European coaches tell Klinsmann that the U.S. should have no problem qualifying for the World Cup, but the national team boss disagreesWith Mexico and the United States dominating the region, it is easy to understand why many around the world view CONCACAF on a lower level than, say, UEFA and CONMEBOL.
But U.S. coach Jurgen Klinsmann believes his team faces challenges that other nations wouldn't be used to, including hostile environments, poor pitches and lousy refereeing. He's not making excuses, but that's just the reality of playing road World Cup qualifying matches in Central America and the Caribbean.
"Europeans and South Americans may think that this region looks pretty easy because they don’t play here and they never experienced it," Klinsmann said to U.S Soccer's official website.
"European coaches tell me you should qualify no problem, and I tell them, ‘Why don’t you come over and I’ll take you to Guatemala and Costa Rica and Jamaica and you’ll see.' It would be an eye-opener for a lot of people in Europe to see our qualifying campaign."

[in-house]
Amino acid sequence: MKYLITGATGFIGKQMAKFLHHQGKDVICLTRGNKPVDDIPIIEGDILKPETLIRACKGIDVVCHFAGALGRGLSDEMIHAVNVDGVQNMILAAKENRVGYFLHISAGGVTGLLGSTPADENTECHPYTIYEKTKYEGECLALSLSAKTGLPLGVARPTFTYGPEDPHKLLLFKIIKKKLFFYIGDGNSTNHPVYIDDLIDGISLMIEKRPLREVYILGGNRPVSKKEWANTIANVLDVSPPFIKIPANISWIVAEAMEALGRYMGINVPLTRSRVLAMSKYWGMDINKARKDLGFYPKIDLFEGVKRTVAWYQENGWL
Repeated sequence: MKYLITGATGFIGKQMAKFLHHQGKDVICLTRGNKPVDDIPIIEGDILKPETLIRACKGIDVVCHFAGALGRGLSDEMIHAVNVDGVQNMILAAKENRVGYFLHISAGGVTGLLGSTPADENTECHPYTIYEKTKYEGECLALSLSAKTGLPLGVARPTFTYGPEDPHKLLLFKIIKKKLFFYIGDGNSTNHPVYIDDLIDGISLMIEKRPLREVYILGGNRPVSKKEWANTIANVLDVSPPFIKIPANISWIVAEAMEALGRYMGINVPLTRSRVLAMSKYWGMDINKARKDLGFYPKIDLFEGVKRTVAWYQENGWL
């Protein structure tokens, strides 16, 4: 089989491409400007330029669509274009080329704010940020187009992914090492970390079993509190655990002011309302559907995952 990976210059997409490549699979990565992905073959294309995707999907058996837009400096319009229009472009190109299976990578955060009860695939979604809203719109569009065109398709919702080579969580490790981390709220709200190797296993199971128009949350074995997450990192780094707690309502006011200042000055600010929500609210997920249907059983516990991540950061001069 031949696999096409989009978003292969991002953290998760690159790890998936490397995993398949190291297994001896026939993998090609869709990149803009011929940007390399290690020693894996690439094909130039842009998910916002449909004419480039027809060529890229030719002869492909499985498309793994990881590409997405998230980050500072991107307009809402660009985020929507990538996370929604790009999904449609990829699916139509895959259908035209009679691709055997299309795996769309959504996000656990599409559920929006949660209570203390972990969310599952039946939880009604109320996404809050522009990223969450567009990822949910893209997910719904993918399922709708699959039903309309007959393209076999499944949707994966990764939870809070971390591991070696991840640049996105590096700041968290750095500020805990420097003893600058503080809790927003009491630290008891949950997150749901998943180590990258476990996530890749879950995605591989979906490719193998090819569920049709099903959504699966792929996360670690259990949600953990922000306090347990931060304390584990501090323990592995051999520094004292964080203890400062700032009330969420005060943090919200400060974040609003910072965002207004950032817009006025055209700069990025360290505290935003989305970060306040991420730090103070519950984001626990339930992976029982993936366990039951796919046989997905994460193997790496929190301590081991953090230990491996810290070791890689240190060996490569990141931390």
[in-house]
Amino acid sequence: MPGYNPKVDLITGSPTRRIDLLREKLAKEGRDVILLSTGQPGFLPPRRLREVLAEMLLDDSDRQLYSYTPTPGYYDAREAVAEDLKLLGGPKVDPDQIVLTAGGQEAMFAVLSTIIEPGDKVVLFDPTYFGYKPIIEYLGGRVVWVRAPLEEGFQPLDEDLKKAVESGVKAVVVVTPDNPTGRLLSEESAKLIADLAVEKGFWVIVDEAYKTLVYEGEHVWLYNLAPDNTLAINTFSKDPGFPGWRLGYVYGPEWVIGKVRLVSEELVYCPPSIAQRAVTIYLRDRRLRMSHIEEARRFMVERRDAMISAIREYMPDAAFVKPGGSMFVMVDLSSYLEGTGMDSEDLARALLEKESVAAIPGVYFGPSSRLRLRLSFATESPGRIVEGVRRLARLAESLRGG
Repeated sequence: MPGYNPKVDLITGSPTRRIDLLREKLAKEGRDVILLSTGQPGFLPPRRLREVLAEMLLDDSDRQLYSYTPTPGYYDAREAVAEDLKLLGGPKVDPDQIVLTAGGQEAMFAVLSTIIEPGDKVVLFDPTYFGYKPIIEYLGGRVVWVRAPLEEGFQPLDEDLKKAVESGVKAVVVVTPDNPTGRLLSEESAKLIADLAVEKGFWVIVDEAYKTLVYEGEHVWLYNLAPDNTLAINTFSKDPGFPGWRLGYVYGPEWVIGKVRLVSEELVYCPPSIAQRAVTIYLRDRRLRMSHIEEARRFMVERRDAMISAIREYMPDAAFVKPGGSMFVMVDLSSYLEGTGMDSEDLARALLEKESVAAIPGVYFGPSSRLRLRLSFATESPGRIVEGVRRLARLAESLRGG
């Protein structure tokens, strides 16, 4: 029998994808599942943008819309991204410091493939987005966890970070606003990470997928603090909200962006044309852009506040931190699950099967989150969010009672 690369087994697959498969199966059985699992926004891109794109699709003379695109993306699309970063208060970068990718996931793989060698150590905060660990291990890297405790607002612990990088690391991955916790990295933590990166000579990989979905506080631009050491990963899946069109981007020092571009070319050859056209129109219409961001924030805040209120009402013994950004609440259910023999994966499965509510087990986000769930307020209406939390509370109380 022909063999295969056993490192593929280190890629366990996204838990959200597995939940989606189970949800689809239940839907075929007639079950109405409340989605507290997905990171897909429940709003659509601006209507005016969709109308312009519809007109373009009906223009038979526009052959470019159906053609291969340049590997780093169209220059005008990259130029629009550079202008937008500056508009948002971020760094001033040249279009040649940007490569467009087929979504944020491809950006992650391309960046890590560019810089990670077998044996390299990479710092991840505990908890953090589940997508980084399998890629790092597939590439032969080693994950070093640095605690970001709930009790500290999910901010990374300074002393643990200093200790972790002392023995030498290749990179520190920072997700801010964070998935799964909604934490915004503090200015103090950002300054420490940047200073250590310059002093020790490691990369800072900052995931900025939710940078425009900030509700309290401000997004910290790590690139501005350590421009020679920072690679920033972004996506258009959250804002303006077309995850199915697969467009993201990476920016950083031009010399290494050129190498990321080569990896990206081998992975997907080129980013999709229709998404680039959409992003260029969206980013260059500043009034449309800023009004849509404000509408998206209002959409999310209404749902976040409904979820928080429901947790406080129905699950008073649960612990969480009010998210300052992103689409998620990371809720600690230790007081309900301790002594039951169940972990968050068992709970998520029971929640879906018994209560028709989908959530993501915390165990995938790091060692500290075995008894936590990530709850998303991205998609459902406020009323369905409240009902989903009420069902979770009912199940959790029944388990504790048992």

"But at the end of the day, we need to qualify, we have to qualify, and we will qualify. But you have to prepare yourself in a perfect way.”
Since Klinsmann took over in the summer of 2011, the German-born boss has led the Americans to historic road wins over Italy and Mexico - in friendlies. In meaningful games, he has struggled and his future with the national team could be in jeopardy if he doesn't qualify for the 2014 World Cup.
After four of six matches in Group A of the semifinal round of qualifying, the U.S. is in a three-way tie for first place with Guatemala and Jamaica with seven points apiece. Antigua & Barbuda sits in last with just one point. The top two teams will advance.
“I think everybody familiar with CONCACAF can tell you that it is not an easy qualifying campaign," Klinsmann said. "It’s very tricky, especially the first group stage where only two teams out of four are going forward. In every group you have three very strong teams, like we have in our group.
"You have to adjust to the different environments, fields, refereeing - everything comes into play, so you have to really give everything you have in order to win or tie those games on the road. And then obviously you are always under pressure to win your games at home."